Nuclear/Particle Physics Seminar

New results with high-energy neutrinos in IceCube

The IceCube Neutrino Observatory, a cubic-kilometer in-ice detector at the South Pole, offers a unique window into the smallest and largest scales of our universe. Over the past several years, IceCube has detected the first high-energy neutrinos of astrophysical origin, measured atmospheric neutrino oscillations, and performed searches of neutrino sources throughout the sky. As more data is collected, better detector modeling and systematic uncertainties becomes ever more important for neutrino astronomy and neutrino property measurements in IceCube.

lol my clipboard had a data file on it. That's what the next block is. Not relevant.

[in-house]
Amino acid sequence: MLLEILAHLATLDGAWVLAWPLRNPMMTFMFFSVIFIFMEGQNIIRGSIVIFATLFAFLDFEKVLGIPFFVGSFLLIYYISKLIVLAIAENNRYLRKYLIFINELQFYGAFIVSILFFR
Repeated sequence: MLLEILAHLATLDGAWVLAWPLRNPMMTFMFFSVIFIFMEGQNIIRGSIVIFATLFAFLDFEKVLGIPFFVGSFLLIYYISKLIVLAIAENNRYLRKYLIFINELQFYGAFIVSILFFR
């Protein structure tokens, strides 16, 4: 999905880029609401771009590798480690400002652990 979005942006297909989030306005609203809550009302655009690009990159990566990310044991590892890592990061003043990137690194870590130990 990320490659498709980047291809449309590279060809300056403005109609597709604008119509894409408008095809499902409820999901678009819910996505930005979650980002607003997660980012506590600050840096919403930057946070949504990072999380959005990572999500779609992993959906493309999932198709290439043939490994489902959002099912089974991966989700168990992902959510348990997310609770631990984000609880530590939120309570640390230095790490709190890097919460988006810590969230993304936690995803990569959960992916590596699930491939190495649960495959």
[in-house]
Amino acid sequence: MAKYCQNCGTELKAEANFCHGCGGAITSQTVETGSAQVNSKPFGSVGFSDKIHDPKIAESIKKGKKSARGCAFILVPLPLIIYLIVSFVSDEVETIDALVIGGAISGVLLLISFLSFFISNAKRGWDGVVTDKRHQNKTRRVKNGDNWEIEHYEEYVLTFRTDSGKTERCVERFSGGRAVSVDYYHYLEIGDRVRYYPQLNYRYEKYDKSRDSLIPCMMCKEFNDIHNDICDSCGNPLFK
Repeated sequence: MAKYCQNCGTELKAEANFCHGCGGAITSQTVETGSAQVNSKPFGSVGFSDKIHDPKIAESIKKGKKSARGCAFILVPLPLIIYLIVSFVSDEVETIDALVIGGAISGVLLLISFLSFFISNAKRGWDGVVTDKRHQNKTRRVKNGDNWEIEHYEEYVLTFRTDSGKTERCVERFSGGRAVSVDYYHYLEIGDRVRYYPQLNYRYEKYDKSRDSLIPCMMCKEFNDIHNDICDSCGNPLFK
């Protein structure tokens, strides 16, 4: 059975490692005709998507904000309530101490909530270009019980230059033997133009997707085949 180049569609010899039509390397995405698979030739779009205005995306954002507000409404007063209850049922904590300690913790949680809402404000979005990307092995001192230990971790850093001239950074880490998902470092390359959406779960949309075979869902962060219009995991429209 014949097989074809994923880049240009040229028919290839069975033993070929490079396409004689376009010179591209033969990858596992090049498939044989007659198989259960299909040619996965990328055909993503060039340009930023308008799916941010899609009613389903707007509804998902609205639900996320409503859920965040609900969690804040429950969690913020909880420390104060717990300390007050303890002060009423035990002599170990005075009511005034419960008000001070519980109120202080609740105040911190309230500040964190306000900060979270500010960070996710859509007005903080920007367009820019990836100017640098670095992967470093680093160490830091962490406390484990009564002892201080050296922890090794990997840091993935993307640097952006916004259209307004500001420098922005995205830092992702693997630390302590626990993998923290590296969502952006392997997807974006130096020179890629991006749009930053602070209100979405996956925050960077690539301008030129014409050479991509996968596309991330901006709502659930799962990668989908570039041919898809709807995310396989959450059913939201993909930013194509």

Dark matter neutron mixing

It has been proposed that neutrons may have an invisible decay mode into dark matter, due to mass mixing between the DM and the neutron, motivated by discrepancies between the neutron lifetime as measured by decay-in-flight versus bottle experiments. This scenario is highly constrained by neutron stars and dark matter phenomenology. I will describe a model with a subdominant component of elementary dark matter and dark photons, that can be compatible with all the constraints.